In 1941, Martin had a terrific year, catching and playing in the Northeast Arkansas ball club in Paragould, Arkansas, hitting .353 to lead the league, with 54 RBIs in 75 games. In 1942, he played in the Three-I League for Springfield, Illinois, at four positions: catcher, outfield, and the two infield corner positions. He batted a very strong .325 with 12 homers and 63 RBIs in 345 at-bats. In September, he enlisted in the U.S. Navy and was stationed at Lambert Naval Air Station right there in St. Louis.

“When I got there, when I was signing up, a chief petty officer saw my résumé and he said that we’re trying to start a baseball team. He said, ‘Would you like to play baseball here at Lambert Field?’ I said, ‘Sure, I’d love to.’ And then he asked me if I knew any other ballplayers that were going in the service, and I said, ‘I sure do.’ ‘Well,’ he said, ‘If they’re about ready to go, tell them to come on out.’ So I was able to get some of the ballplayers who were with the Browns and the Giants and whatever and they came out to Lambert Field. Some of them went to the South Pacific later to play with the major league ballplayers out there. I stayed with Lambert Field, and got hurt playing. I got a ruptured quadricep in my left thigh. We beat Great Lakes in 1943, I think 1-0. Mickey Cochrane was their manager. I think Johnny Mize was playing first base at the time, but we had a pretty good baseball team out at Lambert Field.”

Because of the quad injury, and duodenal ulcers, he spent four months at Great Lakes Naval Hospital before being discharged in April of 1944. His right thigh was said to be three inches shorter in circumference than his left. The Browns fitted him with a brace that he “used all of ’44 and almost all the rest of my career. While I was playing. It was a brace that I had a belt to keep on. I put it on my left thigh from my knee up to my groin.” Martin was also reported to keep a quart of milk in the dugout during ballgames so he could help keep the ulcers under control. Taking care of himself helped do the trick. Martin hit .350 in the American Association, playing for the Toledo Mud Hens, with 14 homers and 72 RBIs. He had five hits in the All-Star game and at year’s end was voted both the MVP of the league and rookie of the year, though he will still say that he believed Johnny Wyrostek more deserving of the MVP award. At the end of the year, he was called up to St. Louis. He was now playing in the same Sportsman’s Park where he’d worked out as a kid. He debuted with a two-for-three game against the visiting Red Sox, and then hit a pinch single his only other time up. He batted .750 — three hits in four at-bats with a run batted in.

And he had a better than front-row seat for the 1944 World Series. All in all, “it was really a great feeling. It was my dream. And I was able to sit on the bench, in uniform, during the World Series, although I was not allowed to open my mouth en route under any circumstances. Those were the orders, if I was to sit on the bench. I saw the whole Series between the Cardinals and the Browns. It was great to watch it.” A couple of years later, he went to every game of the 1946 World Series, as well. Did he root for the hometown team? “I was an American Leaguer, if you remember. I really concealed myself pretty good on that Series.”

In 1945, he had his first true taste of major-league ball, but it was tough to get into a rhythm because of the start-and-stop nature of the work assigned him. The ball club had a big gate attraction in Pete Gray. Martin was completely candid in his remarks: “The Browns brought up a guy by the name of Pete Gray. He was a one-armed ballplayer, and there wasn’t one ballplayer — and I know this is all being taped — but I can tell you that there wasn’t one fellow on the ball club that was happy about Pete being there and playing. Pete played almost every game in center field for the Browns and he took Mike Kreevich’s place. He would take my place. He would take Milt Byrnes’ place. He would take…he was a ticket draw. Pete, God bless him, he couldn’t throw anybody out. It was automatic first-to-third for a runner, but it was like Nelson Potter said (who was a great pitcher for us that year), that cost us…that really cost us the pennant. People would think that’s sour, but that was the feeling at that time. I don’t think any of us were envious. We thought…at least I thought I should be playing. Going in one game and out another game wasn’t the way to go to get yourself started.” Babe got into 54 games, all as an outfielder, and accumulated 185 at-bats, but only an even .200. At the end of July, the Browns added Lou Finney and Martin was sent down to Toledo, where he played for the Mud Hens and hit .300 in nine games.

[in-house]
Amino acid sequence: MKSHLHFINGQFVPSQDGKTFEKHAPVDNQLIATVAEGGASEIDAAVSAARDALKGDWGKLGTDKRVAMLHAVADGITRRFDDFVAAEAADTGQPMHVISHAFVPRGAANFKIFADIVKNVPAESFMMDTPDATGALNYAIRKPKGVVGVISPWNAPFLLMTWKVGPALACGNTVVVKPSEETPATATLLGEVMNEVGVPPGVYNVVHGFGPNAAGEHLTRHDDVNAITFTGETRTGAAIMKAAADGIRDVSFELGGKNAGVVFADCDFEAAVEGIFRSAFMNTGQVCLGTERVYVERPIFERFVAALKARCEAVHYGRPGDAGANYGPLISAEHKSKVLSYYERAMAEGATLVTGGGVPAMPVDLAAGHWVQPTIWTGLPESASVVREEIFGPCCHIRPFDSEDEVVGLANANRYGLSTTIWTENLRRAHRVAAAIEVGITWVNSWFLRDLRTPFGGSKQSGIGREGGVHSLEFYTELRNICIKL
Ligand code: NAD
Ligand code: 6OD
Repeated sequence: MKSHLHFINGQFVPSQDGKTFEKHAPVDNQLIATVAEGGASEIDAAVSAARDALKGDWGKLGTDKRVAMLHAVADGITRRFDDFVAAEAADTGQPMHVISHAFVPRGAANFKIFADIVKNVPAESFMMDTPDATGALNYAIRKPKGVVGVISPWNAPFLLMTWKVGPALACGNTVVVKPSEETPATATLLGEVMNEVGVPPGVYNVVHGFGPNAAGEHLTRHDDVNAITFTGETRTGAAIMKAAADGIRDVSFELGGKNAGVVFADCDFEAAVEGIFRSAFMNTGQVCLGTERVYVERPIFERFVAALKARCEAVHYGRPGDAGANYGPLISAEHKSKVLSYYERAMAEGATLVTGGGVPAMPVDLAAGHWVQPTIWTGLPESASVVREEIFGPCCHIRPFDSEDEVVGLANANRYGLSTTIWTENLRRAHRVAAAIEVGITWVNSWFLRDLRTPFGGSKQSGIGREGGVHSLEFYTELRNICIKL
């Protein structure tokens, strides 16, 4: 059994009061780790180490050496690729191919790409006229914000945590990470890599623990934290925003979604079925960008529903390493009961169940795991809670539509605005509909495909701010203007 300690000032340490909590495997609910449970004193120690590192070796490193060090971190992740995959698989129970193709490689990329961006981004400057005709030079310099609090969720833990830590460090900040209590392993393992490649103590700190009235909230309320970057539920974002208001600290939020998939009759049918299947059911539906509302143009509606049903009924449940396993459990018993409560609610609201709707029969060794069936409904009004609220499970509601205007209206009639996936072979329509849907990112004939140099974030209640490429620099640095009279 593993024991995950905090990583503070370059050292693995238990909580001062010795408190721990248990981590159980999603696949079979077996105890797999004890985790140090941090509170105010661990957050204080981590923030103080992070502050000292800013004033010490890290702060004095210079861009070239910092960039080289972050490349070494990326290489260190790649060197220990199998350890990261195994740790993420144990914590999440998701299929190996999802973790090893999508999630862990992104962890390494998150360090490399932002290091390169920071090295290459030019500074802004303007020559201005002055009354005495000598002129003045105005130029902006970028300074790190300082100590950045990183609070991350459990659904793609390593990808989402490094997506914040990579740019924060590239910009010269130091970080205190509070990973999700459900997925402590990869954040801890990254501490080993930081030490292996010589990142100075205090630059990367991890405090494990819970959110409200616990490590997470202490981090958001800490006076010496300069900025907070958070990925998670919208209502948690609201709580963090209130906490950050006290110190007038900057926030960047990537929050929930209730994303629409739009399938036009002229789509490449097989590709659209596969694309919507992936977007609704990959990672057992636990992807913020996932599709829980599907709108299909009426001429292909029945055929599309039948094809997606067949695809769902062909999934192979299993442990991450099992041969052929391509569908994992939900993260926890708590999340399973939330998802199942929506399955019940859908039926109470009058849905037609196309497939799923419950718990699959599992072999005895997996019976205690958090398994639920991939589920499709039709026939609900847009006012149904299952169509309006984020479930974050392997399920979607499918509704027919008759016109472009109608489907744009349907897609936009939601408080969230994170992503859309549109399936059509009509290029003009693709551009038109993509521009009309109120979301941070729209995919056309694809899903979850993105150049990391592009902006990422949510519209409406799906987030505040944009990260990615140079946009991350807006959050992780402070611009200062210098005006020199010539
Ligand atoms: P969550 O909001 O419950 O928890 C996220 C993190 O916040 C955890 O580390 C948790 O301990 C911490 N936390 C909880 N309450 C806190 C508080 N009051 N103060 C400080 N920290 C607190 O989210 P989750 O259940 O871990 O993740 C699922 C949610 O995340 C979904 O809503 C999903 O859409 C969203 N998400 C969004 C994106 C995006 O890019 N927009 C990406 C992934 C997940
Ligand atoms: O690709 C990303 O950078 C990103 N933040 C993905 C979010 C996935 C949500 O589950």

In 1946, Martin played for the Pacific Coast League’s Oakland Oaks, under manager Casey Stengel. “I tried very hard to go ahead and do a good job for Casey and I wasn’t able to achieve that [.244 in 82 at-bats], so the Browns brought me back and sent me to Toledo, and I finished out the season in Toledo in ’46.” With Toledo, he appeared in 50 games and batted .265. At the tail end of the season, he came back to the Browns, getting into three more games. He had two hits in nine times up.

He had a very good year catching for Toledo in 1947, batting .319, with 15 homers and 64 RBIs, and in November he was taken in the Rule V draft by the Red Sox. Babe spent all of 1948 and 1949 with the Red Sox, but it cost him a great deal of playing time. In 1948, he got just four at-bats all season long and in 1949, he got just two. ”I was the third catcher under Birdie Tebbetts, who was the first catcher, and a young guy by the name of Matt Batts — an excellent catcher. He was the second catcher, and I was the third catcher. I worked very hard to stay there. I really worked very hard. At the end of the ’49 season, [Red Sox GM] Joe Cronin sent me to Louisville. I had a telephone call from Mr. McCarthy — who was our manager, Joe McCarthy — who told me he had nothing to do with me being sent to Louisville. That was Mr. Cronin’s idea. He was the boss.”